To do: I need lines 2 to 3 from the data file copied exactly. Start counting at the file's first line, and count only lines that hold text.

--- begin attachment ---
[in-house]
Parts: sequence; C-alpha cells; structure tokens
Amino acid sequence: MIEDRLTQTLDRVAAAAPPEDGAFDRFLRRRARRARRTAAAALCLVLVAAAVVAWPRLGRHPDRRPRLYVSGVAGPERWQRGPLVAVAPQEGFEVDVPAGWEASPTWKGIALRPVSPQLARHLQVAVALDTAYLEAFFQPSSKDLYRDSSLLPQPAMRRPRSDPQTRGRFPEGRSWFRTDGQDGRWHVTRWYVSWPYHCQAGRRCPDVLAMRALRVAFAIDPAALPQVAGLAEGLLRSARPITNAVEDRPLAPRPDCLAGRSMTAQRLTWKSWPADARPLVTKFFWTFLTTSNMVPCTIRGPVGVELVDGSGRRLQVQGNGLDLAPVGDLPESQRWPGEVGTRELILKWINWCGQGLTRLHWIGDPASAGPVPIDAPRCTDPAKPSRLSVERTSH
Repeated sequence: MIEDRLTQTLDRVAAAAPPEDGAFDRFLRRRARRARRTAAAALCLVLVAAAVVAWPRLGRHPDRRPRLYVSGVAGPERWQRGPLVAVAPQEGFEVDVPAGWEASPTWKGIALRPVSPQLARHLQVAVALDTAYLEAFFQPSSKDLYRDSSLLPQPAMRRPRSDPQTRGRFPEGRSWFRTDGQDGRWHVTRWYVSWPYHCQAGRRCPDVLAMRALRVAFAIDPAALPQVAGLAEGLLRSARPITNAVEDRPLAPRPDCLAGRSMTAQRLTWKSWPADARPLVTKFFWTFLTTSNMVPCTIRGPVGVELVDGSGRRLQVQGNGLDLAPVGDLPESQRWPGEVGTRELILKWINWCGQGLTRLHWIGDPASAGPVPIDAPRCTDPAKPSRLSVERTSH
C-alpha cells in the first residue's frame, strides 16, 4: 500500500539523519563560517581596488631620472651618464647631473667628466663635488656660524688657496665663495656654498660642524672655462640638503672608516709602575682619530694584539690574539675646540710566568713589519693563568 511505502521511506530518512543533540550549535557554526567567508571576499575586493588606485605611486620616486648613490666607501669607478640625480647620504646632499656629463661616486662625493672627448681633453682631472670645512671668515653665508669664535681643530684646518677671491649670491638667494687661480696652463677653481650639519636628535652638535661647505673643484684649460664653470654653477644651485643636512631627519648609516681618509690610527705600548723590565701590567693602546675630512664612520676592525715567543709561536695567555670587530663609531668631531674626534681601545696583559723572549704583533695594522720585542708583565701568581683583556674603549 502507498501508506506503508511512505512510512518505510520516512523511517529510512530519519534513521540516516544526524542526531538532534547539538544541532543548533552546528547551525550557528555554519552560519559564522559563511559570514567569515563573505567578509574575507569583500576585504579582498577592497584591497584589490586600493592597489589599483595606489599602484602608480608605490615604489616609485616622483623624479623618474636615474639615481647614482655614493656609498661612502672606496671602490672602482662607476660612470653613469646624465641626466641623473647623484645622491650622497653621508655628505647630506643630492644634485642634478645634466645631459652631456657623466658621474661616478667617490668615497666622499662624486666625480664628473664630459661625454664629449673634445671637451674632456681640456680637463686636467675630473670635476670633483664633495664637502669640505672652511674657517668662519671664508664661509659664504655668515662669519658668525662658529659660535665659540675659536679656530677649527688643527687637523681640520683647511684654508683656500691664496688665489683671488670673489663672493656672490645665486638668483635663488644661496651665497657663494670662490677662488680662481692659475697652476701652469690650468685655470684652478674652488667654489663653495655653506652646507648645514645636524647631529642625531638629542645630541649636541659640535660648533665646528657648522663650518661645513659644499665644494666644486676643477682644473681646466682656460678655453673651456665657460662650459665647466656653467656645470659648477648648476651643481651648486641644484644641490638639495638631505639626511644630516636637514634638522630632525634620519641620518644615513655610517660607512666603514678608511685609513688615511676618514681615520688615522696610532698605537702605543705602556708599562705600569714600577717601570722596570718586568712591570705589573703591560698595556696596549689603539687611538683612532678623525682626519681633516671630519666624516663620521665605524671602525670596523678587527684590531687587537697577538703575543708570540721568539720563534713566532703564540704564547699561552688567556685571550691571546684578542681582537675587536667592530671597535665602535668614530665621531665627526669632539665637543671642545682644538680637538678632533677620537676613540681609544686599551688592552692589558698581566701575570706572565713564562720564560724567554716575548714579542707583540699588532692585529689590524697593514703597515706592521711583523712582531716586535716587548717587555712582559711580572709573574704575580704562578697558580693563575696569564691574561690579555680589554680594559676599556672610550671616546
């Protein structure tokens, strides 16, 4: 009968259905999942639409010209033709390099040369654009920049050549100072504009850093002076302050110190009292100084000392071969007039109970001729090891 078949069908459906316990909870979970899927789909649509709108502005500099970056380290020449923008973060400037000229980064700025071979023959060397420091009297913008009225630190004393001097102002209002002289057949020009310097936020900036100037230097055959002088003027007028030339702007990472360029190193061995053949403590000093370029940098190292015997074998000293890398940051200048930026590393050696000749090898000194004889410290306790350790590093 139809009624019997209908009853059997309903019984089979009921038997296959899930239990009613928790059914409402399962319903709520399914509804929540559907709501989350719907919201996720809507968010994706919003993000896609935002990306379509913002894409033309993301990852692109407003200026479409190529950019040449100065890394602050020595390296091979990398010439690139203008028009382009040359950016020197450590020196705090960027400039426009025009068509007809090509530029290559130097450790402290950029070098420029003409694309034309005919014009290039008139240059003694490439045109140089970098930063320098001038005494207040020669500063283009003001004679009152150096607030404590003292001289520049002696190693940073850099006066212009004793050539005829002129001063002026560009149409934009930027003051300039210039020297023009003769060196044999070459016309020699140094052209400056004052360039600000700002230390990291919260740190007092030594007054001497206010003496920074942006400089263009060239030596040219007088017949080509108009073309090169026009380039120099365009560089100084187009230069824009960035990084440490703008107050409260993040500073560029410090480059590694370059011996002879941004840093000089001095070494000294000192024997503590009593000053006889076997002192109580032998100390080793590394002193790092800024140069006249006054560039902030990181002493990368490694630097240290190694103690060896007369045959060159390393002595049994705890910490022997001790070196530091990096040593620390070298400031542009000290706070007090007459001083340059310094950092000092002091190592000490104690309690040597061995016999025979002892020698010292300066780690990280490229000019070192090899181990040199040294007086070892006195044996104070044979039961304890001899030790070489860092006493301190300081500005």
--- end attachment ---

Parts: sequence; C-alpha cells; structure tokens
Amino acid sequence: MIEDRLTQTLDRVAAAAPPEDGAFDRFLRRRARRARRTAAAALCLVLVAAAVVAWPRLGRHPDRRPRLYVSGVAGPERWQRGPLVAVAPQEGFEVDVPAGWEASPTWKGIALRPVSPQLARHLQVAVALDTAYLEAFFQPSSKDLYRDSSLLPQPAMRRPRSDPQTRGRFPEGRSWFRTDGQDGRWHVTRWYVSWPYHCQAGRRCPDVLAMRALRVAFAIDPAALPQVAGLAEGLLRSARPITNAVEDRPLAPRPDCLAGRSMTAQRLTWKSWPADARPLVTKFFWTFLTTSNMVPCTIRGPVGVELVDGSGRRLQVQGNGLDLAPVGDLPESQRWPGEVGTRELILKWINWCGQGLTRLHWIGDPASAGPVPIDAPRCTDPAKPSRLSVERTSH